This study has two limitations. First, the collected data were based upon self-report approach which might have increased the subjectivity of the results. Second, the study involved a small size convenience sample from Mansoura University Hospitals in one city which may limit the generalizability of the research findings.

6. Conclusion and Recommendations

A 10 minute-back massage is an effective intervention for promoting sleep quality for ICU patients. We recommend incorporation of back massage into routine nursing care of ICU patients before bed time to promote sleep, and consequently enhance healing and recovery. Critical care nurses should be aware of sleep-disruptive factors in intensive care setting and implement sleep promotion strategies. Further large scale studies using objective approach are required for more strong evidence about the efficiency of back massage in enhancing sleep in ICU.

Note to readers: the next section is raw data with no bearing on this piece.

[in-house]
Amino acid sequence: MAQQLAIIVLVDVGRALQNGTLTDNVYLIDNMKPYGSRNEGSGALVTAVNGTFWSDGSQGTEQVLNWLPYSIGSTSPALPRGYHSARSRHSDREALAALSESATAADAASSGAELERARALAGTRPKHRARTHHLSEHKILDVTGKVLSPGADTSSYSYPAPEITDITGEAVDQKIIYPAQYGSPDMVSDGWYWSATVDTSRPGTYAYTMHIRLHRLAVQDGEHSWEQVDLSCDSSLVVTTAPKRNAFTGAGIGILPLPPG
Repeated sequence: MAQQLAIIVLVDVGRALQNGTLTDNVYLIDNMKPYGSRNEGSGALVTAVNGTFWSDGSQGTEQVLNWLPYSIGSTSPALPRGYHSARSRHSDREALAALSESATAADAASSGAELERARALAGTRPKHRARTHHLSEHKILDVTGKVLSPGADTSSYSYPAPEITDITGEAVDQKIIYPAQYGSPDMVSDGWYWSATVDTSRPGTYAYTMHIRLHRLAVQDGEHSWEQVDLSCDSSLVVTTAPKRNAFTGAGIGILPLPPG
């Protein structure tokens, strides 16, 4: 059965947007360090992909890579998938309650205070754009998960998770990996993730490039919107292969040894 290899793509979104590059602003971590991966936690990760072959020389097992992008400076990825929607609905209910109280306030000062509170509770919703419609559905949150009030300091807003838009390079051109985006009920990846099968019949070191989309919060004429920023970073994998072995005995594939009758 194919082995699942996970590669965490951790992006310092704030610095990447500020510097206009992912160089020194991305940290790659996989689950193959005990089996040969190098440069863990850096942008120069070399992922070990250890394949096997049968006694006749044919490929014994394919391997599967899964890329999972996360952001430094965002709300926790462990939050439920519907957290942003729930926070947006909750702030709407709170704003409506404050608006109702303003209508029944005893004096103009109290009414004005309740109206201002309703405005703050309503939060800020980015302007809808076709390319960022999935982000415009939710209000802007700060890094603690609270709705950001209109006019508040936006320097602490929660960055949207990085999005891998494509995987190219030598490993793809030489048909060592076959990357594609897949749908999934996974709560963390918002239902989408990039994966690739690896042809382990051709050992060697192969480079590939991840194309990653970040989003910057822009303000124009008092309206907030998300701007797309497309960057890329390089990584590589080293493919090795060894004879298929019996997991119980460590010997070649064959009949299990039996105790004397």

Acknowledgements

We want to express our gratitude to the patients who accepted to take part in this investigation.

Author Contributions

Study Conception and Design: NAK.

Data Collection: MME

Data Analysis: MME, NAK, NT

Manuscript Writing: NK, MME, NT

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Published with license by Science and Education Publishing, Copyright © 2019 Nahed Attia Kandeel, Mona Mohamed El-Hady and Nayera Tantawy

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Cite this article:

Normal Style
Nahed Attia Kandeel, Mona Mohamed El-Hady, Nayera Tantawy. The Effect of Back Massage on Perceived Sleep Quality among Adult Patients in Intensive Care Units. American Journal of Nursing Research. Vol. 7, No. 3, 2019, pp 278-285. http://pubs.sciepub.com/ajnr/7/3/7
MLA Style
Kandeel, Nahed Attia, Mona Mohamed El-Hady, and Nayera Tantawy. "The Effect of Back Massage on Perceived Sleep Quality among Adult Patients in Intensive Care Units." American Journal of Nursing Research 7.3 (2019): 278-285.